Beyond the Bedside: The many roles of nurses

Natalie DeSouza
July 01, 2020

UNIVERSITY PARK, Pa. — As nurses stand on the frontlines of the coronavirus pandemic every day, it is apparent to the world that strengthening and recognizing nursing is pivotal for improving health worldwide. The World Health Organization has deemed 2020 the International Year of the Nurse and Midwife to spotlight the roles nurses have in our society and the achievements of nurses that have helped in bettering healthc are across nations. This is the first time the nursing profession has been included in the annual recognition of professions by the World Health Organization. 

This year is the 200th anniversary of Florence Nightingale, who is widely recognized as the founder of modern nursing, and was the first woman to receive the Order of Merit. Nightingale helped pave the way for modern nurses and midwives today with her institute training. With International Nurse Day falling on her birthday, organizations worldwide agreed to honor the many achievements and hard work nurses do by dedicating an entire year to celebrating them. 

What does a nurse do? According to the most recent Gallup poll, nurses have ranked as the most ethical profession in the United States for 18 consistent years. As a result, they are often entrusted with some of humanity’s most difficult ethical questions, triaging patients in life and death situations for example.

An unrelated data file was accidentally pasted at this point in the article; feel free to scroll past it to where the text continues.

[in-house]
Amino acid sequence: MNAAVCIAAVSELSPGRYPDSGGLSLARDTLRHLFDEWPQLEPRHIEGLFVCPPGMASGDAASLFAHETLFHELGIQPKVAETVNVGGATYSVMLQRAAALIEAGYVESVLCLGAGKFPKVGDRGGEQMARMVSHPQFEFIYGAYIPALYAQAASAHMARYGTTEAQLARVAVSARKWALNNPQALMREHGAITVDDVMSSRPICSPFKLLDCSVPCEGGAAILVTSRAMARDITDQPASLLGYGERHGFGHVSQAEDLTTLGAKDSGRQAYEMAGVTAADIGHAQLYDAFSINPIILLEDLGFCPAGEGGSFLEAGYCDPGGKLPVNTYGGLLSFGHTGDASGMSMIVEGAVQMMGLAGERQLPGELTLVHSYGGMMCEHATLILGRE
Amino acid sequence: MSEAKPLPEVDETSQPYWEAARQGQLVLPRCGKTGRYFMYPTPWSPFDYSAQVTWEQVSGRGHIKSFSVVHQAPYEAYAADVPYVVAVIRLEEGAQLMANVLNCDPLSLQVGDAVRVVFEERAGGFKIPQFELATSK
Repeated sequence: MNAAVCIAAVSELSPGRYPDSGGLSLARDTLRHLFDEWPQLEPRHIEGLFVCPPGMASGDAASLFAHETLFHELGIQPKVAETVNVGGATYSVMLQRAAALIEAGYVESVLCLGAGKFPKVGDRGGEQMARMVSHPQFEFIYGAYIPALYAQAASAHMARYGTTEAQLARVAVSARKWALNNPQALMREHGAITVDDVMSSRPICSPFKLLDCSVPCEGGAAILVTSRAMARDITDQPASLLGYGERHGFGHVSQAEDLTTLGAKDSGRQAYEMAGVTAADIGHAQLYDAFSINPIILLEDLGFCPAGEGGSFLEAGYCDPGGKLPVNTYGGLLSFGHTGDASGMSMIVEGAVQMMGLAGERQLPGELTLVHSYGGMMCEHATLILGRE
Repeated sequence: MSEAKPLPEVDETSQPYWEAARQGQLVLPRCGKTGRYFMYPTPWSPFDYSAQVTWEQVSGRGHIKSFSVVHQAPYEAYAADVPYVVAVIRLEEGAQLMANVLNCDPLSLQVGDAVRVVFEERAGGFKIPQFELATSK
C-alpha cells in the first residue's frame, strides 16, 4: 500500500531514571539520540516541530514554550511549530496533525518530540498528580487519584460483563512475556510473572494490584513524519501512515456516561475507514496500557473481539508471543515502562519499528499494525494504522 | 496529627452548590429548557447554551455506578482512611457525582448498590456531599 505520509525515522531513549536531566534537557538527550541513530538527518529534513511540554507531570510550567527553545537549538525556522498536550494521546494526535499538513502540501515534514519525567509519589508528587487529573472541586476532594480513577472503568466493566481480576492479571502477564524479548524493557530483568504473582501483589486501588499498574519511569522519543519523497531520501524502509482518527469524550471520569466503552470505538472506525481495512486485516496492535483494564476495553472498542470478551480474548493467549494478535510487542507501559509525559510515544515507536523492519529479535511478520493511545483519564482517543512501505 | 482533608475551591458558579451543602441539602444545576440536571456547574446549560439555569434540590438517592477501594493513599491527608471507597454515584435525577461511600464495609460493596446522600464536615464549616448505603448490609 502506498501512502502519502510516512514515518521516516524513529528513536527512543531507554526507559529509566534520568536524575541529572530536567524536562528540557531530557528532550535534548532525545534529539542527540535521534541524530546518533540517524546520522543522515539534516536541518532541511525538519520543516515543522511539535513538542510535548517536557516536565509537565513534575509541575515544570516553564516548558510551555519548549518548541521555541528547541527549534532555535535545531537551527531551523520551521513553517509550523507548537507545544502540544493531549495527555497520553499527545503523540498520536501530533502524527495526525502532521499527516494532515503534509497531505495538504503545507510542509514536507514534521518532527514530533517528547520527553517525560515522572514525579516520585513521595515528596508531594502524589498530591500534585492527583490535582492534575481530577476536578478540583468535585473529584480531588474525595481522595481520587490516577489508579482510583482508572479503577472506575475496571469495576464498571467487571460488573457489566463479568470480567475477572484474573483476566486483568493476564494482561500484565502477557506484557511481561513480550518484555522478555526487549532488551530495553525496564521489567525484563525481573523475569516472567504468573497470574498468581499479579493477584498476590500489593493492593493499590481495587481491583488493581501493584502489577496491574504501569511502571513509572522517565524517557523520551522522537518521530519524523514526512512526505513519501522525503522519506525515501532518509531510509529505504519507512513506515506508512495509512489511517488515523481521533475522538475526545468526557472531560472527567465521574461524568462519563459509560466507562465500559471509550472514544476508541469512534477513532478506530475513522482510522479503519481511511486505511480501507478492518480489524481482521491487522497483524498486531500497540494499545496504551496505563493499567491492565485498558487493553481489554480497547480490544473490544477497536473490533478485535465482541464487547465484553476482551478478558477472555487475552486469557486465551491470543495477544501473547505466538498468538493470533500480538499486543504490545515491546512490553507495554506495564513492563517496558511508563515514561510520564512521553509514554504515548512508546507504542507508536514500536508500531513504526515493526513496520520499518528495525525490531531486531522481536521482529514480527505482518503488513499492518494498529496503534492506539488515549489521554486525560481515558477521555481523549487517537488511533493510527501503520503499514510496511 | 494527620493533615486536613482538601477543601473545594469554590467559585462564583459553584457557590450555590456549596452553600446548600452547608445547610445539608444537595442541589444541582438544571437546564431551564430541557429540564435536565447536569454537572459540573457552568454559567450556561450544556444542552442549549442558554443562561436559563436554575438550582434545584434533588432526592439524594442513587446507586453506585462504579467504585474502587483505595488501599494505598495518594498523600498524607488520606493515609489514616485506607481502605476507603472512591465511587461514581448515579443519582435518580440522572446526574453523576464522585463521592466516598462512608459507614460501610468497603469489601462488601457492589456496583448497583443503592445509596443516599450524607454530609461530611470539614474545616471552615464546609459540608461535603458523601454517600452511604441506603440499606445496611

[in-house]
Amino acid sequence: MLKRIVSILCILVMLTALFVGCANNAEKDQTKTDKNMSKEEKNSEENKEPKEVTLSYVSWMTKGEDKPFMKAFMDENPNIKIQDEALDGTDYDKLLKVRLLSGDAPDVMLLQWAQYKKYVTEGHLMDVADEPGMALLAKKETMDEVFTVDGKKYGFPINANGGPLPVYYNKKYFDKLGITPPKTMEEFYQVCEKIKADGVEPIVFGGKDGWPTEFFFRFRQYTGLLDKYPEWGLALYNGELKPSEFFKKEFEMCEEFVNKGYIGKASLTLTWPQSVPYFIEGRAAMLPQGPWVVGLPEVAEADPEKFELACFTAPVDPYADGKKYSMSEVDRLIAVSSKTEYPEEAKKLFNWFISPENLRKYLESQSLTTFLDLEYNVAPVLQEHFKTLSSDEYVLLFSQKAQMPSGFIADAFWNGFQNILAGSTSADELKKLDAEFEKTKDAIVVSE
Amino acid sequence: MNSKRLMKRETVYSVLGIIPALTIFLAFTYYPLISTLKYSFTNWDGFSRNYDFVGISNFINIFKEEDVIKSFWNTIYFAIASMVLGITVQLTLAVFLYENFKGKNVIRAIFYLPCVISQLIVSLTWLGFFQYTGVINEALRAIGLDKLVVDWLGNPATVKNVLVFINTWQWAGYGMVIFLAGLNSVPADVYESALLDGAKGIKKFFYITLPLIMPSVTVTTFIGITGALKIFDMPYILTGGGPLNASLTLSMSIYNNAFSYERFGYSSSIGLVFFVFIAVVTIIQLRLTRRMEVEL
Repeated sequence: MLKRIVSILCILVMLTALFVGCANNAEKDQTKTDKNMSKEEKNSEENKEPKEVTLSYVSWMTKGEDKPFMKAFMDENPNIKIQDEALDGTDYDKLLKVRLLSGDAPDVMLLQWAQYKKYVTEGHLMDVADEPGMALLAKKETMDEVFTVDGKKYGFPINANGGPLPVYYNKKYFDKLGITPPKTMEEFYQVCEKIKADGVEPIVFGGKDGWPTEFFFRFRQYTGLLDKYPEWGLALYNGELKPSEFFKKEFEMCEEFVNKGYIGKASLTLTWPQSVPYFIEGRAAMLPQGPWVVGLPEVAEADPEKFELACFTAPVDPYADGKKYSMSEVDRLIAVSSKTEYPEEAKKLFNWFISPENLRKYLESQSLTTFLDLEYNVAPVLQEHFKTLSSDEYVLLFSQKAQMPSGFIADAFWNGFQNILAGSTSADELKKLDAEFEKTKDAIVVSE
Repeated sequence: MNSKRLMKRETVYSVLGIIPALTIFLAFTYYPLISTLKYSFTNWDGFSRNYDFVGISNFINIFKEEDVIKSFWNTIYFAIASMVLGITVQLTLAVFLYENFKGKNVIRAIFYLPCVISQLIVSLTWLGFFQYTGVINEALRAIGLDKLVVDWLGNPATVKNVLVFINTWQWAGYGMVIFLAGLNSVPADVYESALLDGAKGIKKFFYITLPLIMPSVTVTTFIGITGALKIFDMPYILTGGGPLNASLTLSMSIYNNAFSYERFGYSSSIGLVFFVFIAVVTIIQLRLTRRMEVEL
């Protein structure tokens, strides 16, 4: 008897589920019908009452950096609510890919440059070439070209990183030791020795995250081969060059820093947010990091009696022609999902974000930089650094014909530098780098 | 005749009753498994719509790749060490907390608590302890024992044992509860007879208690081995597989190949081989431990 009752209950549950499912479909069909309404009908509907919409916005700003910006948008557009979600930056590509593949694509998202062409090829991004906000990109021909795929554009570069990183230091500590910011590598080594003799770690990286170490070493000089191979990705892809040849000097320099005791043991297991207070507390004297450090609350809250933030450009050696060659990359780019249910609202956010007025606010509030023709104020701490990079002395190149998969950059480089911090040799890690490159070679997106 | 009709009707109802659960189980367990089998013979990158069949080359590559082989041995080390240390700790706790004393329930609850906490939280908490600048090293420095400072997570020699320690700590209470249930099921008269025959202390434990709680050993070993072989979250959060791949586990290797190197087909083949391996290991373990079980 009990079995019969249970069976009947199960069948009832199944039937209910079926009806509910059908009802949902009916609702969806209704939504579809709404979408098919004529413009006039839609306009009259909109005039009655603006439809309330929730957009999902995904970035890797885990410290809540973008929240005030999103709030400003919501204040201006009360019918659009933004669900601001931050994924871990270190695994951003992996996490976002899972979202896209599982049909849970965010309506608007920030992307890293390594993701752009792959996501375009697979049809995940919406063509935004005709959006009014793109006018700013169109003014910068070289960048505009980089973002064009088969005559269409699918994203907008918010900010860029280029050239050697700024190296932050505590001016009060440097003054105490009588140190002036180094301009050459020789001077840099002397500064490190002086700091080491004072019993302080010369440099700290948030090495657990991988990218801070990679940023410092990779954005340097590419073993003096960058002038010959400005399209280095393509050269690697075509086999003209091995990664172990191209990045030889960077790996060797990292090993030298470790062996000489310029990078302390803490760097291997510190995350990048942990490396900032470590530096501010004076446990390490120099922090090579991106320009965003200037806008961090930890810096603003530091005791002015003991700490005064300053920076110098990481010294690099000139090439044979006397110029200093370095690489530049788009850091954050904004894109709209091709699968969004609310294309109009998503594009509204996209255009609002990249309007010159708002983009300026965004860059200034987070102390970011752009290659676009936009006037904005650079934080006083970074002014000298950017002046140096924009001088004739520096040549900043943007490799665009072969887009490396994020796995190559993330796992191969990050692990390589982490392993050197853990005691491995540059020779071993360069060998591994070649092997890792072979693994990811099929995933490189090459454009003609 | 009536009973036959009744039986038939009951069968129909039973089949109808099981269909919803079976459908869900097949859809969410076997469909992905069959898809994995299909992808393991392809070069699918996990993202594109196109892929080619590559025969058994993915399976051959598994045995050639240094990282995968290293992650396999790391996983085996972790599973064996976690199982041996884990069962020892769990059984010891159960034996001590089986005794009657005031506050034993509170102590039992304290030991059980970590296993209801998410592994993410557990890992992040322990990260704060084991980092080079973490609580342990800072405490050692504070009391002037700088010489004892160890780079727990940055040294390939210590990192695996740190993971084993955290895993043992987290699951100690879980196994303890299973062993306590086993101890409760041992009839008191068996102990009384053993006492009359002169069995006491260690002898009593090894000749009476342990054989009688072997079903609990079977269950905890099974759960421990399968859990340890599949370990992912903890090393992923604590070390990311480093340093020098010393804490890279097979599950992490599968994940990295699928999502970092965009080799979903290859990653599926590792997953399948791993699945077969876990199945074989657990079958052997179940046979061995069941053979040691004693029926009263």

Nurses are often the first and only point of care in their communities; however, the public perception of nurses' roles, according to the Journal of Nursing, falls short of the different roles nurses actually hold in health care.  

“The public perceive a nurse as just someone who assists the doctor during and after treatment of the illness, assisting the patient in keeping up their personal hygiene, giving the medications as prescribed by the doctor, dressing the wounds when there is a need for ensuring the welfare of the patient” (Nicole, Knyan, Journal of Nursing, 2017).  

This year, the College of Nursing joins the World Health Organization and many others in shedding light on the many position’s nurses hold in contributing to better healthcare. These roles range from researchers, educators, scientists, and many more. 

Nurse researcher and scientist

Nurse researchers are scientists in the health care field that work every day studying various aspects of health and our health care system. They implement full scientific studies that help the world gain better insight into the patients’ and providers’ viewpoint. The U.S. Bureau of Labor Statistics projects a 19% growth rate for nurse researchers between the years 2012 and 2022, a relatively faster rate than many other professions. 

Topics of research for these nurse researchers range from every aspect of healthcare to external concepts that affect health care, like social determinants of health. The College of Nursing has over 20 nurse researchers affiliated with the Center for Nursing Research. Some current projects of nurse research being conducted at the college range from addressing and minimizing health care disparities to the development of age-friendly health care systems.